If your definition of the semisimple algebra is here, then I think your question is probably,
Show that an algebra is semisimple if and only if the -module A is completely reducible (semisimple).
Suppose that the A-module A is semisimple, and let M be an arbitrary A-module generated by . We shall show that M is a semisimple A-module. Let denote the direct sum of m copies of A. Let be a map, which sends to . We see that is an A-module epimorphism. It follows that M is isomorphic with a quotient module of the semisimple module . Thus it is semisimple by Lemma 1 below. We conclude that A is a semisimple algebra by the definition given above.
Lemma 1. Quotient modules and submodules of semisimple modules are also semisimple.I know that if is semisimple then every irreducible -module is isomorphic to a submodule of ( is viewed as a module over itself). Then the submodules of are direct summands (there exists another submodule such that the direct sum equals ).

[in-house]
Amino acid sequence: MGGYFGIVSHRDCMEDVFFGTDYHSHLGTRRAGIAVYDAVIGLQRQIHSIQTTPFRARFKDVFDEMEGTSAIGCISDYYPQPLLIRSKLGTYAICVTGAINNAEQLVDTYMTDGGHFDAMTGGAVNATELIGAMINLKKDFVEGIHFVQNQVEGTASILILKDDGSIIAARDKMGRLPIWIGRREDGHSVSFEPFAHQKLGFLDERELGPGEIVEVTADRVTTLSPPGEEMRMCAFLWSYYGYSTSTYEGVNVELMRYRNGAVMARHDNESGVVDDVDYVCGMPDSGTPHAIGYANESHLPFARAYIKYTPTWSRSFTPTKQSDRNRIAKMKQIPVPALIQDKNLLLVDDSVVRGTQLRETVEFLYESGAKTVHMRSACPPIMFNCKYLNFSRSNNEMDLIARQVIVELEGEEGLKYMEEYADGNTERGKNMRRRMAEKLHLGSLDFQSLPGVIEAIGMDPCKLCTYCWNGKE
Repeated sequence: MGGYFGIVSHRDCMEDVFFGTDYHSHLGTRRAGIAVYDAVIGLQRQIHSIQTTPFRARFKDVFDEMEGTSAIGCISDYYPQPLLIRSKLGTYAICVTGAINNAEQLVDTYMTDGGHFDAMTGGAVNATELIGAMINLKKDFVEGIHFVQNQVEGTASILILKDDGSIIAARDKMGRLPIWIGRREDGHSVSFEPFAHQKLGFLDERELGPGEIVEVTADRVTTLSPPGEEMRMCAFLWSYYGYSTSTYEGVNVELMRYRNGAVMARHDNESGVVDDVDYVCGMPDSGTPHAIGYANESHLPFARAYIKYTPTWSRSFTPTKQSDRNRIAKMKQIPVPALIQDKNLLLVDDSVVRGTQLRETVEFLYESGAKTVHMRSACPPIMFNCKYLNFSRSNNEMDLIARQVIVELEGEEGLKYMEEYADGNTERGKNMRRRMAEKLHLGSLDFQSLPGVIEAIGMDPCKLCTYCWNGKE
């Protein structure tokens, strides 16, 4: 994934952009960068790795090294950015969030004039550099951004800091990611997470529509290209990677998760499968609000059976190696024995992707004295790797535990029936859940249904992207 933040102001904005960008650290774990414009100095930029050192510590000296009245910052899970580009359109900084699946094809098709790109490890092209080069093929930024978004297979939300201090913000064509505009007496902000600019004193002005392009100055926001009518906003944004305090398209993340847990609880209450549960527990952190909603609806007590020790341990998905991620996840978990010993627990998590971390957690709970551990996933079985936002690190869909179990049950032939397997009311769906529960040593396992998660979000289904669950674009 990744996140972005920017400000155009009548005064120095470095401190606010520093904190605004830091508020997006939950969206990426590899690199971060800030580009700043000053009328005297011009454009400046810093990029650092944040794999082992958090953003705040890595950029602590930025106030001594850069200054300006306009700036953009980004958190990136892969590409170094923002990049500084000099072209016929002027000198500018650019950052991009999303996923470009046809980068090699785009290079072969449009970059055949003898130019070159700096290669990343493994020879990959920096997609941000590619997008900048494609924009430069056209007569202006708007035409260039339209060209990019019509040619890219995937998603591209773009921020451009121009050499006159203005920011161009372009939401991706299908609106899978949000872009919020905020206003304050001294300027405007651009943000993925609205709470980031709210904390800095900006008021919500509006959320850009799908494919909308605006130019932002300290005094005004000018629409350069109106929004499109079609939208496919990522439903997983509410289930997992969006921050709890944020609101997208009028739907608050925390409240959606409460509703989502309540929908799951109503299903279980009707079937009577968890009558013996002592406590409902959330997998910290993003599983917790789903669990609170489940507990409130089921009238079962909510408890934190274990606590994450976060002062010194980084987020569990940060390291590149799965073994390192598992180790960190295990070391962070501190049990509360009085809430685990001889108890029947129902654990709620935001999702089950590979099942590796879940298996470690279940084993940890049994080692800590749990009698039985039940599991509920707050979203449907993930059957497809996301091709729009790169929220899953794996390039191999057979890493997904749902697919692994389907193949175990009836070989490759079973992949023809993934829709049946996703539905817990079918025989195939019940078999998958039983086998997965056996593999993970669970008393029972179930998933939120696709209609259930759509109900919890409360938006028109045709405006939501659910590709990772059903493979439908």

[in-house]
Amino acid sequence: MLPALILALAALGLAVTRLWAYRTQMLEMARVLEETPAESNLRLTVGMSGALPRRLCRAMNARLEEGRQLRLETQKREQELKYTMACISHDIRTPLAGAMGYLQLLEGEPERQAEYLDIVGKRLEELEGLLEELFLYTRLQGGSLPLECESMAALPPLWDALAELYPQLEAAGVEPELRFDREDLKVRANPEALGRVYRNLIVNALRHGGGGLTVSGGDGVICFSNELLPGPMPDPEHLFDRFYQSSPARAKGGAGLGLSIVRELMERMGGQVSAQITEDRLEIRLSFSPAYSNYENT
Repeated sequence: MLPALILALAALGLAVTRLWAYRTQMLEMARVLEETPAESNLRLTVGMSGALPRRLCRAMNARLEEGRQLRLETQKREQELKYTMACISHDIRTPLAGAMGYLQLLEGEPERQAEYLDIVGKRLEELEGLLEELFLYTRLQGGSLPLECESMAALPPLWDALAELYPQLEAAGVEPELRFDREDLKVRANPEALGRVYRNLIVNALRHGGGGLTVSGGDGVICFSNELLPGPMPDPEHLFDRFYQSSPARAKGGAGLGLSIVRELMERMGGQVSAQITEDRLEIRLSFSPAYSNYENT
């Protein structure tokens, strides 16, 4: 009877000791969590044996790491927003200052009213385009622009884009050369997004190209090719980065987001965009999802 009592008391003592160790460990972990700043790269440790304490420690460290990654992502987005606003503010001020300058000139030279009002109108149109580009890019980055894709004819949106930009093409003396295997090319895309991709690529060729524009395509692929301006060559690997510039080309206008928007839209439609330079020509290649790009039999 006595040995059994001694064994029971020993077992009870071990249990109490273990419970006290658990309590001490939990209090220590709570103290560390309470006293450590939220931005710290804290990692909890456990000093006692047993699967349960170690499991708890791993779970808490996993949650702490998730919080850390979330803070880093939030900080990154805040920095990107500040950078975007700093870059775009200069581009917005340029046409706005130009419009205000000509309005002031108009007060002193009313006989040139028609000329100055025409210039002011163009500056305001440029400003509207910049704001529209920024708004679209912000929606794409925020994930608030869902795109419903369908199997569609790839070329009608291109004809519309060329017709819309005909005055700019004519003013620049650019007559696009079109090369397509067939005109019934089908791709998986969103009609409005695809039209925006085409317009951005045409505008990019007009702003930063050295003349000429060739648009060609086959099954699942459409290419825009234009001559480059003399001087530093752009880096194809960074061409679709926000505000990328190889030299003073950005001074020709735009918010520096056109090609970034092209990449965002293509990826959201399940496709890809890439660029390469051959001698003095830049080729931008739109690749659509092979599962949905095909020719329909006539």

Is it true that if a module is completely reducible, then all of its submodules are as well?
For the other direction I don't have any good ideas. How about you guys?
Let M be a semisimple A-module. Then every submodule of M is isomorphic with a quotient module of M by the first isomorphism theorem. It remains to show that the quotient modules of M are semisimple. Since M is a semisimple A-module, M has the following form:
The quotient module of M has the form M/N, where N is an A-module. Let be an A-module epimorphism such that . Then,
Can you conclude that M/N is semisimple, which implies that a quotient module of a semisimple module is semisimple?